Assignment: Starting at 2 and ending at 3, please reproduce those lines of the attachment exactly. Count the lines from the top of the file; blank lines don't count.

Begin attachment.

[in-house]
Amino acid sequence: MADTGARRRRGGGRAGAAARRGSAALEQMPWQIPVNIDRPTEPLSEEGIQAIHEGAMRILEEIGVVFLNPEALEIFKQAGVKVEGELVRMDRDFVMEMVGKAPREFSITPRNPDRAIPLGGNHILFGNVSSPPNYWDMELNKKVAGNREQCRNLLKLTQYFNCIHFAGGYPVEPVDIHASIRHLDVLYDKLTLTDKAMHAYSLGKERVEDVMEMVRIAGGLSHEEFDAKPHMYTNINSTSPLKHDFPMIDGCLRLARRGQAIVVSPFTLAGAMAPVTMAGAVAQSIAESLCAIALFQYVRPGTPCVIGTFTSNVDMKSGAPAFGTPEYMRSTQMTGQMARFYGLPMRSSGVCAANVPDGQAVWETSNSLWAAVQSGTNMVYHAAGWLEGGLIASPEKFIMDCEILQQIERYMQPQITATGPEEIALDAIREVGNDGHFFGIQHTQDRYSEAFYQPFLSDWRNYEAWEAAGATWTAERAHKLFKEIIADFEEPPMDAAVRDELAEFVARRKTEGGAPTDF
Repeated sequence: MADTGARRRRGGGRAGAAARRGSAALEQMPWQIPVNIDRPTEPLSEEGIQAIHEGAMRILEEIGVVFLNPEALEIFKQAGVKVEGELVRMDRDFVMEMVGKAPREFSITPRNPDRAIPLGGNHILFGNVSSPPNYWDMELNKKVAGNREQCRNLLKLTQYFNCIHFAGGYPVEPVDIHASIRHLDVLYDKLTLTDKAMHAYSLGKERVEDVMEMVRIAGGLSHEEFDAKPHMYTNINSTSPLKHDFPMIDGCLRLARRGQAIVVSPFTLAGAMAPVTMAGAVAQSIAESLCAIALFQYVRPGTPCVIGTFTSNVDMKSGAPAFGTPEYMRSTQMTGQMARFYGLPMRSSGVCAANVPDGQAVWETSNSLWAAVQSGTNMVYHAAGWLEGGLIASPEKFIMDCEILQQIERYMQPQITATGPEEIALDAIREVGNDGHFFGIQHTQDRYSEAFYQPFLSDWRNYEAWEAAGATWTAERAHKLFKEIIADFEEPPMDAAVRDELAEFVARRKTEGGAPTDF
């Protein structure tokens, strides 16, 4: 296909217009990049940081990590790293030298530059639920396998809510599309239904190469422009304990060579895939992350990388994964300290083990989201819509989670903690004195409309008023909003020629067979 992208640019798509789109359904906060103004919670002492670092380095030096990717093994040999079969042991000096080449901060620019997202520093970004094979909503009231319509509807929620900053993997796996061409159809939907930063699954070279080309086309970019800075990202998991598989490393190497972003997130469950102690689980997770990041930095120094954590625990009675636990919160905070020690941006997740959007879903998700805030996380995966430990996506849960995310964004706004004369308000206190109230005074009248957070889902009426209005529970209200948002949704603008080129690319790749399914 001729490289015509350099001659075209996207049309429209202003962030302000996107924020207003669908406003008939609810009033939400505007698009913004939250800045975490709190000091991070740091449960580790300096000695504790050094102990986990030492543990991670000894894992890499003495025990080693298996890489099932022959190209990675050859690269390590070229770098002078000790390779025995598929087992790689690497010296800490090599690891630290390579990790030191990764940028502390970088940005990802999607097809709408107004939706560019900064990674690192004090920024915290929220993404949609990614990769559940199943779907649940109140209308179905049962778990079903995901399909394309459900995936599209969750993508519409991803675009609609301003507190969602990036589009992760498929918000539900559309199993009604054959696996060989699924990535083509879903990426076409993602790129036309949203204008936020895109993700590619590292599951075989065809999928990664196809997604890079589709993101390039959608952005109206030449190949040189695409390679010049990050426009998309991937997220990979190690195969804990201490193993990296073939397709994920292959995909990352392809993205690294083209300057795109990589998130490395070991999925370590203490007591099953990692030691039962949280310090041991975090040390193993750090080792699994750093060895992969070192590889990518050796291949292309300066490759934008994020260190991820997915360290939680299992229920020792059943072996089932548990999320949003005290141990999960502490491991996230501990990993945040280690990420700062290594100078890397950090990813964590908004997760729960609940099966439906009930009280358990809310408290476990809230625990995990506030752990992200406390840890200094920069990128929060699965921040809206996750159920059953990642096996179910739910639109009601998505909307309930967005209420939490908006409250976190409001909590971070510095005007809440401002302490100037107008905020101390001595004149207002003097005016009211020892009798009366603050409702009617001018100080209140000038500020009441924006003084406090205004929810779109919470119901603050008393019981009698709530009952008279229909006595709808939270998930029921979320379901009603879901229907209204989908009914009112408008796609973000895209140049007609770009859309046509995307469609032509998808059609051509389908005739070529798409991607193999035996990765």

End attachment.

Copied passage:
Amino acid sequence: MADTGARRRRGGGRAGAAARRGSAALEQMPWQIPVNIDRPTEPLSEEGIQAIHEGAMRILEEIGVVFLNPEALEIFKQAGVKVEGELVRMDRDFVMEMVGKAPREFSITPRNPDRAIPLGGNHILFGNVSSPPNYWDMELNKKVAGNREQCRNLLKLTQYFNCIHFAGGYPVEPVDIHASIRHLDVLYDKLTLTDKAMHAYSLGKERVEDVMEMVRIAGGLSHEEFDAKPHMYTNINSTSPLKHDFPMIDGCLRLARRGQAIVVSPFTLAGAMAPVTMAGAVAQSIAESLCAIALFQYVRPGTPCVIGTFTSNVDMKSGAPAFGTPEYMRSTQMTGQMARFYGLPMRSSGVCAANVPDGQAVWETSNSLWAAVQSGTNMVYHAAGWLEGGLIASPEKFIMDCEILQQIERYMQPQITATGPEEIALDAIREVGNDGHFFGIQHTQDRYSEAFYQPFLSDWRNYEAWEAAGATWTAERAHKLFKEIIADFEEPPMDAAVRDELAEFVARRKTEGGAPTDF
Repeated sequence: MADTGARRRRGGGRAGAAARRGSAALEQMPWQIPVNIDRPTEPLSEEGIQAIHEGAMRILEEIGVVFLNPEALEIFKQAGVKVEGELVRMDRDFVMEMVGKAPREFSITPRNPDRAIPLGGNHILFGNVSSPPNYWDMELNKKVAGNREQCRNLLKLTQYFNCIHFAGGYPVEPVDIHASIRHLDVLYDKLTLTDKAMHAYSLGKERVEDVMEMVRIAGGLSHEEFDAKPHMYTNINSTSPLKHDFPMIDGCLRLARRGQAIVVSPFTLAGAMAPVTMAGAVAQSIAESLCAIALFQYVRPGTPCVIGTFTSNVDMKSGAPAFGTPEYMRSTQMTGQMARFYGLPMRSSGVCAANVPDGQAVWETSNSLWAAVQSGTNMVYHAAGWLEGGLIASPEKFIMDCEILQQIERYMQPQITATGPEEIALDAIREVGNDGHFFGIQHTQDRYSEAFYQPFLSDWRNYEAWEAAGATWTAERAHKLFKEIIADFEEPPMDAAVRDELAEFVARRKTEGGAPTDF